Sun Java System Application Server Enterprise Edition 8.1 2005Q2 High Availability Administration Guide

Setting Up HTTP Load Balancing

This section describes how to set up the Load Balancer plug-in and includes the following sections:

Prerequisites for Setting Up Load Balancing

Before configuring your load balancer, you must:

HTTP Load Balancer Deployments

You can configure your load balancer in different ways, depending on your goals and environment, as described in the following sections:

Using Clustered Server Instances

The most common way to deploy the load balancer is with a cluster or clusters of server instances. By default all the instances in a cluster have the same configuration and the same applications deployed to them. The load balancer distributes the workload between the server instances and requests fail over from an unhealthy instance to a healthy one. If you’ve configured HTTP session persistence, session information persists when the request is failed over.

If you have multiple clusters, requests are only load balanced and failed over between the instances in a single cluster. Use multiple clusters in a load balancer to easily enable rolling upgrades of applications. For more information, see Upgrading Applications Without Loss of Availability.

Using a Single, Stand-Alone Instance with Load Balancer Used as a Reverse-Proxy Plug-in

You can also configure your load balancer to use stand-alone server instance instead of a cluster. This configuration results in the load balancer plug-in working as a reverse-proxy plug-in (sometimes called a pass-through plug-in). When the web server receives requests for applications enabled in the load balancer, it forwards the requests directly to the Application Server.

Use the same procedures to configure the load balancer for a pass-through plug-in as you use to configure it for a cluster of server instances.

Using Multiple Stand-Alone Instances

It is also possible to configure your load balancer to use multiple stand-alone instances, and load balance and fail-over requests between them. However, in this configuration, you must manually ensure that the stand-alone instances have homogenous environments and the same applications deployed to them. Because clusters automatically maintain a homogenous environment, for most situations it is better and easier to use clusters.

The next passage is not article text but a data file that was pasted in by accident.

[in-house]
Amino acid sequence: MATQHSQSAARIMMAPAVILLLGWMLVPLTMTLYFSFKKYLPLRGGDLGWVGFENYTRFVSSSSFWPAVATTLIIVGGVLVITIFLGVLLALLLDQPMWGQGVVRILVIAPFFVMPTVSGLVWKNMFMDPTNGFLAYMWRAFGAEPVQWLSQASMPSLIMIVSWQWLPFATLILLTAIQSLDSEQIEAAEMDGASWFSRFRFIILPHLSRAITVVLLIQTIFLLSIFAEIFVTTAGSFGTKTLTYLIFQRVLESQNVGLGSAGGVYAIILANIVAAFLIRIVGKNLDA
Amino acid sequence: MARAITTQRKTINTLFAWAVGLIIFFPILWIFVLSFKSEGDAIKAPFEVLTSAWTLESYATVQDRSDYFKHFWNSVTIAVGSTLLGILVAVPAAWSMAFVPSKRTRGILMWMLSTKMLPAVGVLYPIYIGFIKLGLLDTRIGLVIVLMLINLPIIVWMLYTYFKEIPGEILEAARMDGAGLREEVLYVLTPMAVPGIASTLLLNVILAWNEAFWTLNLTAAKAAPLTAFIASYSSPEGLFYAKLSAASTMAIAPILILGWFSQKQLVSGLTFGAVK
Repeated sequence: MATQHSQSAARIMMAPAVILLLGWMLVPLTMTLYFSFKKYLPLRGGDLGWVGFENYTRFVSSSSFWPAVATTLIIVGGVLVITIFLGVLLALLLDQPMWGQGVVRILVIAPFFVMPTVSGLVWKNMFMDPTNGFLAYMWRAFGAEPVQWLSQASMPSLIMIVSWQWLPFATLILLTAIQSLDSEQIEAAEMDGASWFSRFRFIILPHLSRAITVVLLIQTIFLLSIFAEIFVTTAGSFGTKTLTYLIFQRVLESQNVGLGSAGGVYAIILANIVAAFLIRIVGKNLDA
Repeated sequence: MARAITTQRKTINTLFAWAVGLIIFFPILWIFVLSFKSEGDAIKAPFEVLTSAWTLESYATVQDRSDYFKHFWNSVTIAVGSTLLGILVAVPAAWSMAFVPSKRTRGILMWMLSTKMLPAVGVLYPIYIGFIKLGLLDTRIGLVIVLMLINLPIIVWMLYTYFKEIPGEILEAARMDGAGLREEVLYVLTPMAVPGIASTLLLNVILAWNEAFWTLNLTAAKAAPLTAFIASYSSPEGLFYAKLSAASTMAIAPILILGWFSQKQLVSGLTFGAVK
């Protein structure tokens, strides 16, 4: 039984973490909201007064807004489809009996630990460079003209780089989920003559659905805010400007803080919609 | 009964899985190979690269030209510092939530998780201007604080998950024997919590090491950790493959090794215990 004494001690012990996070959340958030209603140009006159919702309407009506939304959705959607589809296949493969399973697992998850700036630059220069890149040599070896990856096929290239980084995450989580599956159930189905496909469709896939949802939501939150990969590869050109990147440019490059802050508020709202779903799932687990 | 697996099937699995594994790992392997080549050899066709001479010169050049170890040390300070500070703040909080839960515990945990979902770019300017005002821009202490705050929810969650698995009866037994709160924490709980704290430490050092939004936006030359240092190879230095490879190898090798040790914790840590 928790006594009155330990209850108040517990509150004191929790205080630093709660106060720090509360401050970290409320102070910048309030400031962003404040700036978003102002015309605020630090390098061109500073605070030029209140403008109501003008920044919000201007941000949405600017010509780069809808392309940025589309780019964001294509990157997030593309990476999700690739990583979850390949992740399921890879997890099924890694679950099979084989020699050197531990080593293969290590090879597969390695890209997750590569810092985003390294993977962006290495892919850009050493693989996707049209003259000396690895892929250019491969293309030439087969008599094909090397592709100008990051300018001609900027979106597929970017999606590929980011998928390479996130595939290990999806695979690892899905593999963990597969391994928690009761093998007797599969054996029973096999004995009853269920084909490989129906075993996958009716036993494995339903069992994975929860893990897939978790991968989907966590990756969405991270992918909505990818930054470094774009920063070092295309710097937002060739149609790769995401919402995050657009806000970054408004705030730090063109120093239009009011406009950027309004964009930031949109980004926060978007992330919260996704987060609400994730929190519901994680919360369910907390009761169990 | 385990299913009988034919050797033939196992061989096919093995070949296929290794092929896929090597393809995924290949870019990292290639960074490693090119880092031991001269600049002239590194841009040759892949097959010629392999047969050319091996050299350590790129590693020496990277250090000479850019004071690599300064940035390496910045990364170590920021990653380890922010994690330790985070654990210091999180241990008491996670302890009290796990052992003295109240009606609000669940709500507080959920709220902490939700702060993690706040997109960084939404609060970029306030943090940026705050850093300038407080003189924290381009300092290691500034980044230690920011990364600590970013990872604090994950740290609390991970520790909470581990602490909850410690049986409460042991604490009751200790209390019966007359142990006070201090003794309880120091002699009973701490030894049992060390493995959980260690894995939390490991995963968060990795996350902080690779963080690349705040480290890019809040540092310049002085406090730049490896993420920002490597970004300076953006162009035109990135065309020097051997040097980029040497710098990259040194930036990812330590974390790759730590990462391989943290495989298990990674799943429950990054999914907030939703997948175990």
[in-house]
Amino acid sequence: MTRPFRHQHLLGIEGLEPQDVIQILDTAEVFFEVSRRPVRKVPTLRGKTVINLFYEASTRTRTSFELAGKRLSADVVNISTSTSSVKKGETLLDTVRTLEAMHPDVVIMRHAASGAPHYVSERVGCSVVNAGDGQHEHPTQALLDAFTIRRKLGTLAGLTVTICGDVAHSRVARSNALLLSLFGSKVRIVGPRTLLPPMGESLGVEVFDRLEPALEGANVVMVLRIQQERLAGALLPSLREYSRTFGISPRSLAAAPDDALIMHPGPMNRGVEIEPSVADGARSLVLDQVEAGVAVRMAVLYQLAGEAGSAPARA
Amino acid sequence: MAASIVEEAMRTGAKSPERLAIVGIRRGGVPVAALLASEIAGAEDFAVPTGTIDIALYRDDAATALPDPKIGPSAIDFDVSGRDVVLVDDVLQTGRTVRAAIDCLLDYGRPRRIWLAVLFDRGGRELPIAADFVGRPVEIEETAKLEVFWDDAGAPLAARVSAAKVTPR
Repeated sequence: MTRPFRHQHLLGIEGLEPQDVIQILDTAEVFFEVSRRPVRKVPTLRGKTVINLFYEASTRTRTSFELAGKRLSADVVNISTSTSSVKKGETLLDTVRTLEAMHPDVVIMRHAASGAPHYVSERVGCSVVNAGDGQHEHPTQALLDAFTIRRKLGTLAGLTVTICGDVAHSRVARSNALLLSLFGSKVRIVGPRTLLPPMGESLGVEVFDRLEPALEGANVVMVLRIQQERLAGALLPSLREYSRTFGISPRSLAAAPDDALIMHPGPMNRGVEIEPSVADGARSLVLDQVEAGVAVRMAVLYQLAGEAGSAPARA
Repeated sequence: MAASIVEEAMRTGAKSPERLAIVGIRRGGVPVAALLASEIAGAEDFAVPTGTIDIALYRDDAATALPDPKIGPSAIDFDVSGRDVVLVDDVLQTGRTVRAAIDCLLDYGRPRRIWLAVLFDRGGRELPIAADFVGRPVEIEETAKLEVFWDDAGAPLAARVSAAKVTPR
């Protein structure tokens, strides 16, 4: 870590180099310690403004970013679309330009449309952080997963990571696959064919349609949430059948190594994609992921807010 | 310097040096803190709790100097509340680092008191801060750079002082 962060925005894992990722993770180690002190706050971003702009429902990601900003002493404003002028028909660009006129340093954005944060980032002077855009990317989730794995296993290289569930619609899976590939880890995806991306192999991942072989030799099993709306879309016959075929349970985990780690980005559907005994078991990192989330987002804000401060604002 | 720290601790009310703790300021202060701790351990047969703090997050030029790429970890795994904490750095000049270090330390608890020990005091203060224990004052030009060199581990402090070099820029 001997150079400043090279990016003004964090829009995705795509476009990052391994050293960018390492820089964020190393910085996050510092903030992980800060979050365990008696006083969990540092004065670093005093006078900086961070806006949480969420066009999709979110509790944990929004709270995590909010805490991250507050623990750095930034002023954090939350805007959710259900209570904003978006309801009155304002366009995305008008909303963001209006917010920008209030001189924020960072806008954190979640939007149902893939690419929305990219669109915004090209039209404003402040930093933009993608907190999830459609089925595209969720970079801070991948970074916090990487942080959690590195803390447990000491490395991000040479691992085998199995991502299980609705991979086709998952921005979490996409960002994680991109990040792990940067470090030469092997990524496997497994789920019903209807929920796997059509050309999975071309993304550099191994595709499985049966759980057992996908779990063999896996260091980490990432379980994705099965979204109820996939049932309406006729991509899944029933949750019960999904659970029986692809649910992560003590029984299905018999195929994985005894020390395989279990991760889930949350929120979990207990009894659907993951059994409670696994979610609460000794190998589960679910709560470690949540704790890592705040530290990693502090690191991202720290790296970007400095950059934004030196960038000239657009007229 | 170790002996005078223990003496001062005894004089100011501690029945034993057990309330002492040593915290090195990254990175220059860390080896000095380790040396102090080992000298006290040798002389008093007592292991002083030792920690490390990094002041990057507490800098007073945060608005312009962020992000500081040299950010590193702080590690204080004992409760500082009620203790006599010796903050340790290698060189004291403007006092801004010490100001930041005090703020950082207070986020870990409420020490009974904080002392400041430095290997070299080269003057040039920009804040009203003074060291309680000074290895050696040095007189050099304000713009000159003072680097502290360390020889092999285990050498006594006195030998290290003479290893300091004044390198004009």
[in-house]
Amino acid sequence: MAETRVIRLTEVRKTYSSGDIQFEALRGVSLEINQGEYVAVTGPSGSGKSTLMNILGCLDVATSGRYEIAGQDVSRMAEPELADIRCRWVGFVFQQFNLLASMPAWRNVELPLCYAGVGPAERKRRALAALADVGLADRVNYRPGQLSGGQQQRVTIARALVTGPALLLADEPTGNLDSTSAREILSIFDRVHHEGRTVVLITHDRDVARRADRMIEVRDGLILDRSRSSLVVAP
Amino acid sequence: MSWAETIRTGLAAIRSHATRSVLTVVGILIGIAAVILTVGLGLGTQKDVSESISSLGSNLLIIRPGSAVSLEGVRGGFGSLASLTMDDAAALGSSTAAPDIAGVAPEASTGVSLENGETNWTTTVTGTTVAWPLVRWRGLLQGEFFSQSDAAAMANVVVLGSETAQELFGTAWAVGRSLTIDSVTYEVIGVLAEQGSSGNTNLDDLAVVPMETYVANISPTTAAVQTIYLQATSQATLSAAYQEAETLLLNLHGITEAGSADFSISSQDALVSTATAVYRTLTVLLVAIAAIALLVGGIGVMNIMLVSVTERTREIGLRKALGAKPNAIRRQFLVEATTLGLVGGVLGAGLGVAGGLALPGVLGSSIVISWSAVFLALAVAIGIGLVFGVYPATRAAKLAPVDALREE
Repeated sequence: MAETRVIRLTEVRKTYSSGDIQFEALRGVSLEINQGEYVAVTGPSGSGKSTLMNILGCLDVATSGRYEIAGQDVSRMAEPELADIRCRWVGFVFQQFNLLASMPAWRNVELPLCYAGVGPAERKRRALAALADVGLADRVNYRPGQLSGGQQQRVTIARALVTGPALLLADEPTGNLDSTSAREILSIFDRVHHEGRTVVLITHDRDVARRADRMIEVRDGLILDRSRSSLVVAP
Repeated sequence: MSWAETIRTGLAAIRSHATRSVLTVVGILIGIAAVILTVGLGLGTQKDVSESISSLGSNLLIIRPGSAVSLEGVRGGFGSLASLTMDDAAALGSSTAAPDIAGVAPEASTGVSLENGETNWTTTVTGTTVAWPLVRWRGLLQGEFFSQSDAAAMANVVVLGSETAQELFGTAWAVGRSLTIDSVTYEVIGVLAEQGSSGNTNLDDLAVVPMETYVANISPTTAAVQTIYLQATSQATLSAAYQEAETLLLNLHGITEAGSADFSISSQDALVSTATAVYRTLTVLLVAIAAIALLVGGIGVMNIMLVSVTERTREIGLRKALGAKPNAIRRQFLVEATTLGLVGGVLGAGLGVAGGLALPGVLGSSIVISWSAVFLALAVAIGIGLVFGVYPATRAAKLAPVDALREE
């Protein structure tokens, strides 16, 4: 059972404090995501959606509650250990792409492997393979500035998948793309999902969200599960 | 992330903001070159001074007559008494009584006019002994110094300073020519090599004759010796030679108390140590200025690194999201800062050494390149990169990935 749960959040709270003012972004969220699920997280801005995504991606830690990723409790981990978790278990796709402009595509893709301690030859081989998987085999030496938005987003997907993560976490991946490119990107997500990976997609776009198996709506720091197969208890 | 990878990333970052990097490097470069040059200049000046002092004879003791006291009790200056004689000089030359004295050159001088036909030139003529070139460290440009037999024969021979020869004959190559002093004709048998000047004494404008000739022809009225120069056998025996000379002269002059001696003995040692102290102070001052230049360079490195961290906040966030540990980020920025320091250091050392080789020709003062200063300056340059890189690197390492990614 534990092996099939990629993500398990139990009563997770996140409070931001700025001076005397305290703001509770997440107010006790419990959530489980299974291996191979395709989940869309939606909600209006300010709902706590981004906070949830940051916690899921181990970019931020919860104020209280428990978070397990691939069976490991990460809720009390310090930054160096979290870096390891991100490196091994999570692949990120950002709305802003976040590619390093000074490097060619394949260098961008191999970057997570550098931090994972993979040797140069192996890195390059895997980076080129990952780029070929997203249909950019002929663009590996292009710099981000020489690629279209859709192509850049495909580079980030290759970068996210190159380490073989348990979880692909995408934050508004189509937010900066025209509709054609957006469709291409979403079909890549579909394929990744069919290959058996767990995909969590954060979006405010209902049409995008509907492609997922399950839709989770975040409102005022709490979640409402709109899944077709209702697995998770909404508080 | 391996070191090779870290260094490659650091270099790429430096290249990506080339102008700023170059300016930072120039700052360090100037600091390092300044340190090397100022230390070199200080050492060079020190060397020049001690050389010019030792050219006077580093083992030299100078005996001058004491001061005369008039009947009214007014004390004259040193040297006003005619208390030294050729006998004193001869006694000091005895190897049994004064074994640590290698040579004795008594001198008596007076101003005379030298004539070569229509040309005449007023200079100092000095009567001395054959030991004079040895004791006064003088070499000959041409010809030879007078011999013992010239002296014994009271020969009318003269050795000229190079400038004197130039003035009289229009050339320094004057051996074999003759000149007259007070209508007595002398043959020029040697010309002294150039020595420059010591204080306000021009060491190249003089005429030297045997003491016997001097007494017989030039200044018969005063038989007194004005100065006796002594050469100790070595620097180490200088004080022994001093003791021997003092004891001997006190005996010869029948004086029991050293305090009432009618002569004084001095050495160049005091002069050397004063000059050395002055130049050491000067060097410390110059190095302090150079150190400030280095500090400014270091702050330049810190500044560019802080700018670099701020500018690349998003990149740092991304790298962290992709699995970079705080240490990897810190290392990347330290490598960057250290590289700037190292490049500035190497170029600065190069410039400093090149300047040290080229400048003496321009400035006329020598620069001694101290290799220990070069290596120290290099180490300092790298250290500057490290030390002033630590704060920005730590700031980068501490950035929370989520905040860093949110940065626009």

Procedure to Set Up Load Balancing

Use the asadmin tool to configure load balancing in your environment. For more information on the asadmin commands used in these steps, see Configuring the Load Balancer

ProcedureTo Set Up Load Balancing

  1. Create a load balancer configuration using the asadmin command create-http-lb-config.

  2. Add a reference to a cluster or stand-alone server instance for the load balancer to manage using asadmin create-http-lb-ref.

    If you created the load balancer configuration with a target, and that target is the only cluster or stand-alone server instance the load balancer references, skip this step.

  3. Enable the cluster or stand-alone server instance referenced by the load balancer using asadmin enable-http-lb-server.

  4. Enable applications for load balancing using asadmin enable-http-lb-application.

    These applications must already be deployed and enabled for use on the clusters or stand-alone instances that the load balancer references. Enabling for load balancing is a separate step from enabling them for use.

  5. Create a health checker using asadmin create-health-checker.

    The health checker monitors unhealthy server instances so that when they become healthy again, the load balancer can send new requests to them.

  6. Generate the load balancer configuration file using asadmin export-http-lb-config .

    This command generates a configuration file to use with the load balancer plug-in shipped with the Sun Java System Application Server.

  7. Copy the load balancer configuration file to your web server config directory where the load balancer plug-in configuration files are stored.